At the end of October, the European Association for the Study of Science and Technology (EASST) awarded the ESRC STEPS Centre its prestigious new Ziman award for ‘the most innovative cooperation in a venture to promote the public understanding of the social dimensions of science’.
The STEPS Centre (Social, Technological and Environmental Pathways to Sustainability) is an interdisciplinary global research and policy engagement centre uniting development studies with science and technology studies. It’s a subject that’s not always easy to wrap one’s mind around, which is why the Impact, Communication and Engagement team has looked for creative ways to communicate the research coming out of the centre and to engage wider audiences.
This search resulted in the ‘Innovation, Sustainability, Development: A New Manifesto’ project, which recommends new ways of linking science and innovation to development for a more sustainable, equitable and resilient future. The New Manifesto project included many collaborative and interactive elements such as: 20+ roundtable events across the world; an interactive wiki-timeline mapping over 40 years of science and technology for development; and a multimedia version of the Manifesto, illustrated with video, audio and other materials.
Producing a manifesto isn’t the most obvious choice for think tanks looking to engage target audiences, but in this case it was hugely successful. As such, I sat down with Julia Day, Communications Manager for the STEPS Centre, and Adrian Ely, Head of Impact and Engagement for the STEPS Centre – both of whom were deeply involved in the manifesto project – to understand a little bit more detail about how such a project worked.
JK: First of all, congratulations on winning the Ziman award. I wonder if you could start by explaining a bit more about the origins of the New Manifesto project?
Julia Day: Thank you very much; we were honoured to receive the award. In 1970 a radical document called The Sussex Manifesto helped shape modern thinking on science and technology for development. The Sussex Manifesto was written by academics at the Institute of Development Studies and SPRU – Science and Technology Research Policy, the same two institutes that make up the STEPS Centre. Forty years on, the STEPS Centre wondered what kind of science and technology for development Manifesto was needed for today’s world?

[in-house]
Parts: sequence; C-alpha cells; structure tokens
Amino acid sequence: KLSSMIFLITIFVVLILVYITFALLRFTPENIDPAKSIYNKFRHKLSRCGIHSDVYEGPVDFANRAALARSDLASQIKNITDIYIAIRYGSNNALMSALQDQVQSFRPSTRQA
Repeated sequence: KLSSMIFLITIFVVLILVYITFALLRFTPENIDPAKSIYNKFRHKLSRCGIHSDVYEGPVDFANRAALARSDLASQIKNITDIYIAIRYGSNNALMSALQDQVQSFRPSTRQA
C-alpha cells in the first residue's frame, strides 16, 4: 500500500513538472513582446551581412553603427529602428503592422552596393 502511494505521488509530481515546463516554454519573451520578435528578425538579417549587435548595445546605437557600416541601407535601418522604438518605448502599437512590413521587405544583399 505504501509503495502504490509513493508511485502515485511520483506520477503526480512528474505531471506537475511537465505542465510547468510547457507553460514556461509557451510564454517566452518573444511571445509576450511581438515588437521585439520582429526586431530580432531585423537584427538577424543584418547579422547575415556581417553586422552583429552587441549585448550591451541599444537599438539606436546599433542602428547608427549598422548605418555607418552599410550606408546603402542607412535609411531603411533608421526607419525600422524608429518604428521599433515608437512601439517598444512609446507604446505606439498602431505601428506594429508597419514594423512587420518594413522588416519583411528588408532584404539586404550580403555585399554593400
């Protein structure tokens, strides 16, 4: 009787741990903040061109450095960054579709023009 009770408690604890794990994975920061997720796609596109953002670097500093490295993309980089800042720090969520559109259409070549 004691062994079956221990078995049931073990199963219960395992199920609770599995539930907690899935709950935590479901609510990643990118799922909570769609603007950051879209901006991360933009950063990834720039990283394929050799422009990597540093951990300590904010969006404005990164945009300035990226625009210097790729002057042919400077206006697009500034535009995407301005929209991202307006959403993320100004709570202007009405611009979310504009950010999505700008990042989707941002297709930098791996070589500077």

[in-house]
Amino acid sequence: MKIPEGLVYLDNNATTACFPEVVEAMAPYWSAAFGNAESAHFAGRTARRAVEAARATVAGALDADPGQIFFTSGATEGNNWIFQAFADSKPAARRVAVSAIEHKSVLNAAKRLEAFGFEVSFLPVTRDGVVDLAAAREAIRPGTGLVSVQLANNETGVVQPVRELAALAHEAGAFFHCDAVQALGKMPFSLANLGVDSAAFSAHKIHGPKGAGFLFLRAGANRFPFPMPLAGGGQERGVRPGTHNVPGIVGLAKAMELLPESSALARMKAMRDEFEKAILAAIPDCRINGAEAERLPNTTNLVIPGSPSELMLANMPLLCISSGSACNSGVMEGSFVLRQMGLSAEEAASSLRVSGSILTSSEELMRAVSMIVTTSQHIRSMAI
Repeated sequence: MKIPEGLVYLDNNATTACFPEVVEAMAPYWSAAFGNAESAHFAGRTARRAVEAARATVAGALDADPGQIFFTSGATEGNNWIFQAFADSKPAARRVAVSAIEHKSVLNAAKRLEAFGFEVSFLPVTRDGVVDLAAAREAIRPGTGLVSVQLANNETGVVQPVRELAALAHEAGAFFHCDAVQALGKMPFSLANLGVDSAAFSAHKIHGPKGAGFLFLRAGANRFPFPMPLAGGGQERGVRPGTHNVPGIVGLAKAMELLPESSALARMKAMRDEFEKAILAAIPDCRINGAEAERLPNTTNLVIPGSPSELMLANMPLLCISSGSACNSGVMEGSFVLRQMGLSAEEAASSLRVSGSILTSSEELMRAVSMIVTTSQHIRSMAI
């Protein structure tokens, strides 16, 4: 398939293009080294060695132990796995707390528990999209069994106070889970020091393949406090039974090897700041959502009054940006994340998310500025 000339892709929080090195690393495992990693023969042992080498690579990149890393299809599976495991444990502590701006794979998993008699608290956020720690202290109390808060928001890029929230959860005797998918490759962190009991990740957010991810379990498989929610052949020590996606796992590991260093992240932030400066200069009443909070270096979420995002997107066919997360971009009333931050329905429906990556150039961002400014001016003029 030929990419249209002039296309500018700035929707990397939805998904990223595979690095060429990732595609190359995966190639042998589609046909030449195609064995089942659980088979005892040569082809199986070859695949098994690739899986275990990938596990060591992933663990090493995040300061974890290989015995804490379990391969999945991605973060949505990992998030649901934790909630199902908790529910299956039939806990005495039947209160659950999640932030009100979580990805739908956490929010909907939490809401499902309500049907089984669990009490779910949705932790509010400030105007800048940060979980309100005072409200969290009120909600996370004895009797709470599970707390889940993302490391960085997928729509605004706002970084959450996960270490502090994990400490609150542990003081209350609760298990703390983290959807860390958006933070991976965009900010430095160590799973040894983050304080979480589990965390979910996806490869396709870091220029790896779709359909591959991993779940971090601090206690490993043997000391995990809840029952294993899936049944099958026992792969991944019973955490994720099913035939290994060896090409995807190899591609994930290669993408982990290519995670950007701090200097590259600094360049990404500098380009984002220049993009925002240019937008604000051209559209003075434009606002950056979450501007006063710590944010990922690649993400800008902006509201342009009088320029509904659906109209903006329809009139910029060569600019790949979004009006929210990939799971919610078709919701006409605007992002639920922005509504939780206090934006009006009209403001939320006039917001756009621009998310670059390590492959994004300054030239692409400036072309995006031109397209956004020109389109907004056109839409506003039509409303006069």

So, in 2010, the STEPS Centre created a new manifesto with one of the authors of the original, Professor Geoff Oldham. With cutting-edge ideas and some Southern perspectives, the New Manifesto recommended new ways of linking science and innovation to development for a more sustainable, equitable and resilient future.
JK: OK, but it sounds like you didn’t just create a document called the ‘New Manifesto’ and call it good. What sort of communication and engagement activities did you do to ensure it reached appropriate audiences?
JD: Communication and engagement activities were as strategically central to the project as the academic thinking. We wanted the whole project process and the debates it sparked to be accessible and understandable as possible, as well as the final document itself. So we fulsomely documented the process – making videos, podcasts, taking photos, writing blogs at events around the world – and made all the multimedia material available as we went along. We also did some related video work, for instance filming a series of interviews with prominent thinkers and practitioners about the future of subject of science and technology for development.
The Manifesto was printed as a booklet, but more importantly we made a multimedia version illustrated with video, audio and other materials collected during the project, as well as relevant resources drawn from the work of other people and organisations, which is available as a CD or via our website. We also created resources which could ‘live on’ and be used by different audiences in different ways, such as the interactive wiki-timeline mapping over 40 years of science and technology for development which website visitors can add to through a simple online form. Plus all our publications are open access and we put seminar presentations and videos online so that people to follow events virtually. We also used more traditional communication mixes, such as media work, e-marketing and publications and event promotion.